What a great evening we all had. We met Coach just past the Bridge St. bridge in Dimondale, and offered him a warm car to wait in while my brother drove from work to the firehouse parking lot next to the river. Once Jim was there, with Coach setting the pace, we had the Sea Wind loaded in no time flat and were on the road to Portland.

We made one brief stop at "the River House," Jim's house on the Grand River, to tighten the lashings. Jim showed Coach the spot across the river from his yard where Verlen Kruger is buried.

From the River House we took the back roads to Portland, got Coach checked into the local Best Western, and had dinner at Jerry's, a local watering hole. Dinner was a treasure-trove of stories from one end to the other - and we introduced Coach to a famous Michigan summer beer called Oberon.

It was one of those rare evenings - surprising and spontaneous and yet so completely meant-to-be.

L to R: Karen Stock (Jim's daughter), Coach, Jim Woodruff (The Topologist), Nancy Hamlin-Anderson, and Jim Woodruff (the son).

The Intrepid Four are spending a warm dry night as well, at the home of Ron Sell, owner of Unadilla Boatworks in Gregory Michigan. We haven't heard from Jon Holmes today, but his GPS tracker shows him west of Portage Lake.

Another damp cold day tomorrow - hope the paddlers get a weather-break soon!

(Karen Stock for)
Jim Woodruff
On the Grand River
in Delta Township

Contact with Larry Hoff

Daughter Karen made contact with Larry Hoff, the adventurer from Superior Wisconsin, via his website "contact us" function. He called her in response this morning from the river near Onondaga, on his way to Dimondale.

Our plan is to meet him at Dimondale and drive him and his canoe to Portland. He will backtrack to do the Dimondale - Portland portion of the trip along with the Hugh Heward 50 mile challengers on Saturday.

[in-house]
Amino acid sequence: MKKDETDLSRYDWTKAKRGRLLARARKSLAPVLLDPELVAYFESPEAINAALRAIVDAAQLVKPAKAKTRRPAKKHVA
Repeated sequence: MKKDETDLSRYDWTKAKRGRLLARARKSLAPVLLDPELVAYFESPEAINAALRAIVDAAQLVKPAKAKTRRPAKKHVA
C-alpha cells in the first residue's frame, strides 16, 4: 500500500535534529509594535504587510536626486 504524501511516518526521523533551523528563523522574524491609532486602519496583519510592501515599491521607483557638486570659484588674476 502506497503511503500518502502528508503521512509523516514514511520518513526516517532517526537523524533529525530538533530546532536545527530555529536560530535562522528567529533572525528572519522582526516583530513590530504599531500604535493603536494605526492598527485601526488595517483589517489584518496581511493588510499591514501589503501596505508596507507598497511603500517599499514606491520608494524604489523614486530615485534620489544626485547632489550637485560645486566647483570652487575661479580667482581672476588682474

Larry's website is Larry has updated his blog with an account of his first three days on the Hugh Heward:

UHHC Progress Report - April 20, 10:02 a.m.

Call from Charlie. The Intrepid 4 are at Gallup Park in Ann Arbor. They will probably have to switch to wheels until they get above Argo dam. I offered to recruit some coeds to help them pull the canoes. They declined with a laugh. Talked to Toby Nipper for the first time. He's also hard of hearing so we were both sort of shouting.

At 9:00 a.m. Monday:

Jon Holmes' GPS tracker shows him about halfway between Ann  Arbor and Dexter

Toby Nipper's tracker shows the Intrepid Four just east of U.S. 23

Mark's report 7:12am from the Kruger Canoe blog
Pouring rain and fast moving water seems to be the theme of the UHH challenge thus far. The Intrepid 4 are planning on making Dexter, 17 river miles away.

Lots of downed trees, snags. log jams and other nastys; They saw another canoe wrapped all bent and tattered in a log jam yesterday.

They are a head of schedule despite the conditions. I personally call that good planning.

It appears that the section around Ann Arbor 
 ("Treetown" as us locals like to call it) is running extremely fast. This supports Larry's decision to portage this section by bike.

Dan Smith made some calls and it looks like they have found a guide that knows this area and is willing to share his knowledge and get them through this section safely. Now when Dan and Mark, Toby and Charlie get a guide, you know this is tough going.

They are on the move and back in the water.

Sunday, April 19, 2009

BIG NEWS - but first, how it all began

In the summer of 1986, after I had retired from the state of Michigan, my family and I were visiting Lansing's "Riverfest." I was attracted to an exhibit by an organization called "Project Lakewell," a group of Voyageur re-enactors complete with costumes and a 36' imitation birchbark canoe made of fiberglass. Having a long-time interest in canoes and Michigan history, it looked like a perfect fit, so I gave them my $15 and became an instant member.

Sometime later I received an invitation to a meeting at the home of the man who portrayed Father Marquette to consider Project Lakewell's involvement in the planning of Grand River Expedition '90. GRE 90 was to be a canoe expedition going down the length of the Grand River to bring attention to the recreational potential of the river and its environmental attractions and problems. The leaders were the famous long-distance canoeists Verlen and Valerie Kruger. Valerie was the planning chairman and ramrod and Verlen was to be the Rivermaster. 

It turned out that as a result of my topographic engineering experience with the Army and the state and my extensive collection of topographic maps that I knew more about the Upper Grand River and its headwaters than any one else in the organization. Thus I became the guru of everything pertaining to the Grand River upstream of Lansing

At Liberty Mills, in Jackson County, the site of the first dam on the river, I discovered the Liberty Mills General Store, whose proprietors owned the dam and generating plant and knew everybody in Liberty Township and the headwater environs.